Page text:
So cleanliness is the order of the Day and for the Spindle and Barrel Morse Tapers (the Female part) I can recommend the Plastic Morse Cleaners that are now available from most Woodturning Suppliers, they may not be Cheap but they are worth every penny if you never have a Seize Up again.
That leaves the Male Morse Taper on the Centres, Drives and Chucks to maintain in Good Order, my solution was to make a Rack into which the Items in question could be Slotted and therefore protected from Dirt, Rust and Damage.
The Holder supports the various Items with the actual Morse Taper being fully Protected against Rust, Mechanical Damage and Dirt using the simplest of Materials.
The main body is from Aluminum, but Hardboard or Plywood would also be suitable, whilst the inner filling is Water Pipe Insulation (from your local Plumbing Suppliers).
I started with 6 off 75mm (this is suitable for 2MT Morse Tapers for a 1MT then a length of 65mm should be adequate) lengths, this being equal to the longest Morse Taper I had in my collection, of the 15mm Pipe Insulation Tube which is 40mm Ø overall and, providing that no two items are greater than this diameter, you can place them in a line and stick them together with a suitable Contact Adhesive.
This now determined the final dimensions for a 6 way Holder of course if you require more or less then the size will be determined accordingly. Although I had 6 in line you can arrange it how you like i.e. 2 x2, 4 in line, 2x3 etc.
This "Block" of Tubes were now stuck to the Base board which was 260mm long by 50mm wide, I then applied the two sides and the ends sticking them to the Insulation Tube with Contact Adhesive.
This now formed what was a very strong Aluminum Box fitted out with Insulation Tube but I needed to seal all of the joints and I therefore filled the gaps at each corner with Silicone Sealant and placed a fillet of Silicone all around the Bottom Joint sealing the Sides and Ends to the Base.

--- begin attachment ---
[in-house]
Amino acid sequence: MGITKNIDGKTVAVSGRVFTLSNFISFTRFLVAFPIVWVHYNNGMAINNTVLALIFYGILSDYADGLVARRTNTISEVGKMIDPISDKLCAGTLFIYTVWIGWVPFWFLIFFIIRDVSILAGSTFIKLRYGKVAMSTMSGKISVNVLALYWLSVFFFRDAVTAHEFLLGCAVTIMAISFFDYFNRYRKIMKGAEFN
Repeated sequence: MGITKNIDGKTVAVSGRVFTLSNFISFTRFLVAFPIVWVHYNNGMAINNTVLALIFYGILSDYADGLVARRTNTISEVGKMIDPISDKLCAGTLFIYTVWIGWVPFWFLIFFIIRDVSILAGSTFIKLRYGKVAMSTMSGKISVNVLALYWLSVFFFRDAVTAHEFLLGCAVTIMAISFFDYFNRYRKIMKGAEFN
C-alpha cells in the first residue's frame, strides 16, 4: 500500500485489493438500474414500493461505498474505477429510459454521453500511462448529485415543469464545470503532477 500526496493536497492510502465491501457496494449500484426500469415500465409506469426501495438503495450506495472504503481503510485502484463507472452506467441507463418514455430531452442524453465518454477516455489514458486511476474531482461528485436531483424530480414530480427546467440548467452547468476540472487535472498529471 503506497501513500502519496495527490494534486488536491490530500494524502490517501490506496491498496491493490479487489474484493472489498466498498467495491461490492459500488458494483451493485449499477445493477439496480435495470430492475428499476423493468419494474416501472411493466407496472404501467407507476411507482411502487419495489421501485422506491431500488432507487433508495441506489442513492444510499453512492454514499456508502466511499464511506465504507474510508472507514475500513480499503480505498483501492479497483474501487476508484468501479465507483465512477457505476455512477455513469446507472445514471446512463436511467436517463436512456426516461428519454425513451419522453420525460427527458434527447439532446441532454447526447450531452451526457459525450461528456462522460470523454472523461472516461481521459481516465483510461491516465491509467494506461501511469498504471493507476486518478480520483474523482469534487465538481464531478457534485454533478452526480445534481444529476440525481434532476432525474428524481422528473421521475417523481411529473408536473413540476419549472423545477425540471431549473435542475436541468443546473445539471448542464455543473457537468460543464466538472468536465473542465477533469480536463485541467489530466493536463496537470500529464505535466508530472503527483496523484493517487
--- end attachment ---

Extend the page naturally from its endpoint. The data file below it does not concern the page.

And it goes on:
I now cut a Top Plate into which I drilled 6 off 20mm Ø Holes (for 2MT Morse Tapers for a 1MT Morse you will need a 13mm Ø Hole) at 40mm Pitch to line up with the Centre Holes in each of the Insulation Tubes and then Stuck this in place again using Contact Adhesive.
The Holder is now complete and after a coat of Paint it can be either Screwed, Stuck or Left Freestanding on a convenient Shelf.
Before placing the Items in the Holder I smeared the inside of each Tube with some Light Oil and repeated this three or four times over the next Month, the Oil is absorbed by the Foam Tubes and offers a light Lubrication each time an item is inserted this will ensure that the Morse Tapers remain Rust Free.
of finished Holder / Rack with various Revolving Centres and Drives plus
my Jacobs Type Chuck which I keep under the White Plastic Cover to keep
out the inevitable Wood Dust.
This Cover is a Plastic Bottle type Container with the Top Cut Off it once contained Wood Dye and was the ideal size for the Chuck.
When I remove any Item to use it I replace the vacant Hole with Small Plastic Plug made from a Blind Grommet to ensure no Debris gets in to the vacant place.
One of the most Painful Experiences I have ever had in the Workshop was when I Stabbed my Elbow on the Revolving Center in the Tailstock, this was so Painful I swore I would never have a situation where I could repeat the Experience.
Removing anything from the Tailstock immediately after use is the obvious solution but we are at best Lazy and at worst have a strong belief in our own immortality.
I use 4 different sizes of Live Center plus a Drill Chuck c/w Drill all of which are an Accident waiting to happen when fitted in the Tailstock and not being used, and therefore any solution needed to accommodate all of these variations.
I started with a Plastic Type Cap from a Deodorant Bottle for one size and a Plastic Bottle with the Top Cut off for the second size and this gave me two Protection Caps, these two sizes accommodated the various sizes of Revolving Centers I have.
Into the end of each Cap I fitted a Safety Disc made from 3/8" Plywood, the Plastic alone will not be sufficient to give the degree of protection needed, then using Foam Pipe Insulation glued into the Cap, with a Bore Diameter to suit the Revolving Center, to form a firm grip to hold the Protector onto the Center.
The Protector in place offering full protection against that Oh !*@~! Moment.
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Last update 19 July 2007